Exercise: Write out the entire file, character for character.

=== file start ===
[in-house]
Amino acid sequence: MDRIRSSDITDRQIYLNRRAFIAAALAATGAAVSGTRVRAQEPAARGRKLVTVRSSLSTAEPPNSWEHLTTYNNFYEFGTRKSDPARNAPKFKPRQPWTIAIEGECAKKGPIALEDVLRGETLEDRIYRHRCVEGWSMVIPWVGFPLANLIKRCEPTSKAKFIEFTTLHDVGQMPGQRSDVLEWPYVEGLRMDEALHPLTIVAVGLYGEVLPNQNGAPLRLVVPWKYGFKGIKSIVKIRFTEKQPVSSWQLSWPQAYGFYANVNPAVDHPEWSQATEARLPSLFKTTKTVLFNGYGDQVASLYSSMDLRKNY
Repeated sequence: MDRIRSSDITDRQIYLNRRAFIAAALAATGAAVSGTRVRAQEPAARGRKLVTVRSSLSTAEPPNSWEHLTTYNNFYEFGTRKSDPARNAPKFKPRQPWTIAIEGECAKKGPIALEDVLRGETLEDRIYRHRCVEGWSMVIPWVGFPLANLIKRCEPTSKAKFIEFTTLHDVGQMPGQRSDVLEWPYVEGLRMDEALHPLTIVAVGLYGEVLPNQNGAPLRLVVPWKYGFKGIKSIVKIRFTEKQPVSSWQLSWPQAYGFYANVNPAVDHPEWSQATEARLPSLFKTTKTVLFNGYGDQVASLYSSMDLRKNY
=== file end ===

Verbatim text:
[in-house]
Amino acid sequence: MDRIRSSDITDRQIYLNRRAFIAAALAATGAAVSGTRVRAQEPAARGRKLVTVRSSLSTAEPPNSWEHLTTYNNFYEFGTRKSDPARNAPKFKPRQPWTIAIEGECAKKGPIALEDVLRGETLEDRIYRHRCVEGWSMVIPWVGFPLANLIKRCEPTSKAKFIEFTTLHDVGQMPGQRSDVLEWPYVEGLRMDEALHPLTIVAVGLYGEVLPNQNGAPLRLVVPWKYGFKGIKSIVKIRFTEKQPVSSWQLSWPQAYGFYANVNPAVDHPEWSQATEARLPSLFKTTKTVLFNGYGDQVASLYSSMDLRKNY
Repeated sequence: MDRIRSSDITDRQIYLNRRAFIAAALAATGAAVSGTRVRAQEPAARGRKLVTVRSSLSTAEPPNSWEHLTTYNNFYEFGTRKSDPARNAPKFKPRQPWTIAIEGECAKKGPIALEDVLRGETLEDRIYRHRCVEGWSMVIPWVGFPLANLIKRCEPTSKAKFIEFTTLHDVGQMPGQRSDVLEWPYVEGLRMDEALHPLTIVAVGLYGEVLPNQNGAPLRLVVPWKYGFKGIKSIVKIRFTEKQPVSSWQLSWPQAYGFYANVNPAVDHPEWSQATEARLPSLFKTTKTVLFNGYGDQVASLYSSMDLRKNY